Flash Mob Cover-Up
This trope describes situations where a character sets up a flash mob or similar situation for the express purpose of obscuring or otherwise facilitating a separate, secret purpose. This is often, though not exclusively, for criminal reasons. See also All Part of the Show
, which is what the perpetrators of the sham are counting on witnesses to think.
- Subverted in Quick Change. A man dressed as a clown robs a bank and takes hostages. The police chief thinks the man will dress some of the hostages as clowns and then try to escape in the middle of them, making it impossible for the police to tell which one is him. Instead, he changes into civilian clothes and escapes by pretending to be one of the hostages—but just barely, as he overlooks one spot of white greasepaint that his girlfriend (also posing as a hostage) has to quickly and discreetly rub off.
- The Thomas Crown Affair (1999) with Pierce Brosnan has Thomas Crown, inspired by the painting The Son of Man, dressed in suit and Bowler hat escaping by arranging several other men in the same outfit appearing.
- St. Trinian's 2: The Legend of Fritton's Gold has the girls of the school arrange for a flash mob to provide a distraction so that they can evade the bad guy's surveillance.
- Little Brother, by Cory Doctorow, provides an example of this; the Xnet was used to set up an event based on a vampire LARP in order to provide cover for Marcus and Ange to meet up with a DHS mole.
- In one episode of Castle, a kidnapper requires a ransom payment in a specific make of backpack. When the drop is made, the cops take down a man with that style of backpack, only to find that this trope was in effect.
- Subverted in an episode of CSI: Miami. It appears a Flash Mob was used as a cover for a murder (or to dump the body), however it turns out someone who didn't want to report the body (because they didn't want to implicate a friend) but didn't want to just leave it there arranged the flash mob so someone would find it.
- An episode of CSI: New York, however, played it straight: in "To What End?", a killer who commits a murder while dressed as a clown covers his escape by placing an ad on the internet calling for people to show up on a particular street at a particular time.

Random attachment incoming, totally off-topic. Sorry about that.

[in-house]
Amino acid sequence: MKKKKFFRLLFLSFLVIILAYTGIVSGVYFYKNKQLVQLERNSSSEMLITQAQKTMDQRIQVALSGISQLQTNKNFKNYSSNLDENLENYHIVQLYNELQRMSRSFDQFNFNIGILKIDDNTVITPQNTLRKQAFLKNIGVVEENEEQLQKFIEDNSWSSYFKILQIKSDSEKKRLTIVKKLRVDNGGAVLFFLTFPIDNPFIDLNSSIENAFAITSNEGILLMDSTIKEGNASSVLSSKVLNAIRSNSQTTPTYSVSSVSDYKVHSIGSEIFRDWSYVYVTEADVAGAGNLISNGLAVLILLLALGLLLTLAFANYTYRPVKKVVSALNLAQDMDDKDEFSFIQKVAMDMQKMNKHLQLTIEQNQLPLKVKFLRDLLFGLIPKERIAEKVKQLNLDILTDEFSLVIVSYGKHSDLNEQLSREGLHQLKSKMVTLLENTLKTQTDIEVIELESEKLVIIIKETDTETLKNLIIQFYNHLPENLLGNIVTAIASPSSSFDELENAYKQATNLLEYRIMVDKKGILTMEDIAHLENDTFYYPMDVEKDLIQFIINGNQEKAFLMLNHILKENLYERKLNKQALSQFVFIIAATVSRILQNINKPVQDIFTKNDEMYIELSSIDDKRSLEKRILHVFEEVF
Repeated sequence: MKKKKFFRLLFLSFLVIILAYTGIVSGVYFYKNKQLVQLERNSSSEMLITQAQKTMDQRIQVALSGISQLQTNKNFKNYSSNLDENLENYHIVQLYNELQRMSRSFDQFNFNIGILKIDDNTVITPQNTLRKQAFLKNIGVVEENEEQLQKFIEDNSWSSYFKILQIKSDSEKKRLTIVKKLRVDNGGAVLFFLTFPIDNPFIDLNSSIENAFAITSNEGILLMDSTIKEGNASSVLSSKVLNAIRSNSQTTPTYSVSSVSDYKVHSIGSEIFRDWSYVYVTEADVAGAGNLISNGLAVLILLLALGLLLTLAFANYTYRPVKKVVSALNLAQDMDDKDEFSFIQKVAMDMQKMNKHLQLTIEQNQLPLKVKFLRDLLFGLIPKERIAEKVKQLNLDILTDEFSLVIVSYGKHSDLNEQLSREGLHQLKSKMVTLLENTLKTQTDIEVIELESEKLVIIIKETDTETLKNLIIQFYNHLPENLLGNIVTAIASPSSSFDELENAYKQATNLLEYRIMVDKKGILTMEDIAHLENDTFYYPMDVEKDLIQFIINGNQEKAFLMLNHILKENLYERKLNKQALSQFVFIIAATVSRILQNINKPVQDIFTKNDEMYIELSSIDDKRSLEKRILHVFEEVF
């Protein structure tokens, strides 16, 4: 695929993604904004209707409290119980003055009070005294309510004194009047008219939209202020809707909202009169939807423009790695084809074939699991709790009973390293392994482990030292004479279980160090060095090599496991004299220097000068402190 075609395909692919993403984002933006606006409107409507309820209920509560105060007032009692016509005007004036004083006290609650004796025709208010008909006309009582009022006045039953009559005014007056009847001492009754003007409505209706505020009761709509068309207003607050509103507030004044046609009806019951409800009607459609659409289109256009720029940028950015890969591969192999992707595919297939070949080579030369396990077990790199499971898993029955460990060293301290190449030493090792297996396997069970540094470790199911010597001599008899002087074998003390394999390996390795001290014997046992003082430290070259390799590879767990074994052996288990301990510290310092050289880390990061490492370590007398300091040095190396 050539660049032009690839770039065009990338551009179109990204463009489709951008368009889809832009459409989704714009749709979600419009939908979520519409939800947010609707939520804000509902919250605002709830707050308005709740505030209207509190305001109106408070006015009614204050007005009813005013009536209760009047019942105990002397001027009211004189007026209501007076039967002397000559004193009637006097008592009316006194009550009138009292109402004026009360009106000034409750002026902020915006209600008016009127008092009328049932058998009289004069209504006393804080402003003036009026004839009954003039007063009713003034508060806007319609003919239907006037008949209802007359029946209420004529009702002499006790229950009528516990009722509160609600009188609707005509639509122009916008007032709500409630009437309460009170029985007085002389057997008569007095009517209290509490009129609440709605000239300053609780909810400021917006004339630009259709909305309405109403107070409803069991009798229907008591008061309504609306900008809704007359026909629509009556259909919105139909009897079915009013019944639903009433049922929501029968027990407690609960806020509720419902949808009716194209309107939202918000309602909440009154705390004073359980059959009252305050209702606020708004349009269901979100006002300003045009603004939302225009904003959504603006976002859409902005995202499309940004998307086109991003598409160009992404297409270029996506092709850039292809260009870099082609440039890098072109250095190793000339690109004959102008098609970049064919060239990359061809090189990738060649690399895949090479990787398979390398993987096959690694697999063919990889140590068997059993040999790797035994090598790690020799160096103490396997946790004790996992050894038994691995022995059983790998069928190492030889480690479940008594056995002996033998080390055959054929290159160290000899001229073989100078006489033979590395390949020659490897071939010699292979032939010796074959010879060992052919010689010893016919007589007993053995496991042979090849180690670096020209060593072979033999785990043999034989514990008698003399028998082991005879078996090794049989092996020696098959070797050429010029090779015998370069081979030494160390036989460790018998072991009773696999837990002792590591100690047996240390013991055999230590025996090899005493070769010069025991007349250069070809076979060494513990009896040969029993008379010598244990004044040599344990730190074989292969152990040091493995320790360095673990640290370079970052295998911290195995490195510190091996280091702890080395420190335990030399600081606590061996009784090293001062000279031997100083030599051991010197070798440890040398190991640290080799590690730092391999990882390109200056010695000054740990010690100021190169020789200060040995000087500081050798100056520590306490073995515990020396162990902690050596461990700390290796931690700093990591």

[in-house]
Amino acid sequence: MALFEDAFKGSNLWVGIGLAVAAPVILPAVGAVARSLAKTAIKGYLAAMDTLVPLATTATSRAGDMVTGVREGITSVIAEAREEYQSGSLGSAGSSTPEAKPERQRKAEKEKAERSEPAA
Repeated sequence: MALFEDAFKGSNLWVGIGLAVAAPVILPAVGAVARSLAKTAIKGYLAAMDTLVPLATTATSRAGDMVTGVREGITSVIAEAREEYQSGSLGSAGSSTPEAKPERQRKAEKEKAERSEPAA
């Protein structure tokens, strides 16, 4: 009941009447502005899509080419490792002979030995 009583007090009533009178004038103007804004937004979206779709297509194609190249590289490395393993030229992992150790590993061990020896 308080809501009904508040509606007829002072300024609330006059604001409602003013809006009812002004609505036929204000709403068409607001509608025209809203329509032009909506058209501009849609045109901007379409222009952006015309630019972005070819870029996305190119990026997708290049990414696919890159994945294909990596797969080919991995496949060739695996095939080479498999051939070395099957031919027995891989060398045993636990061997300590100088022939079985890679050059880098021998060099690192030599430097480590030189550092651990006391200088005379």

- One of the creatures in Grimm formed flash mobs via text and Twitter to cover up a series of murders committed via bee-sting overdose.
- Two examples from Leverage:
- The season one finale has the team handing out copies of the "little naked dude" statues they're allegedly trying to steal in order to throw off Sterling and his men.
- Another example in Season 4: In "The Radio Job", Nate's father manages to escape by calling up a radio and saying that he will drop a million dollars from the roof of the patent office because he is sick of inventions being stolen, causing dozens of people to crowd the exit and hide him as he runs away from the crew. Explicitly stated in-universe as well, as Nate says the man called up his own flash mob to evade capture.
- Episode "18-5-4" of The Mentalist possesses a similar plot: the killer places an audition notice for clowns who must arrive in full costume, then commits the murder while dressed as a clown. Bonus Points: the victim had a fear of clowns.
- In the NUMB3RS episode "Animal Rites", the villain organized a flashmob ahead of time to distract the authorities at a key moment.
- Inverted in the musical Oliver! in that it's done to prevent a crime. Barmaid Nancy starts giving out beer and getting her customers to sing a rather lively bawdy ballad, in order to let Oliver, who'd been kidnapped by the villainous Sikes, escape unnoticed. It doesn't fool Sikes' dog, however.
- A man placed an ad on Craigslist offering landscaping work, instructing applicants to be at a certain intersection at a certain time, wearing "Yellow vest, safety goggles, a respirator mask...and, if possible, a blue shirt". About a dozen men showed up, and it caused some confusion when a bank at that intersection was robbed by the man wearing that exact outfit. The robber himself used an inner tube to float down a nearby creek. He was caught a few weeks later.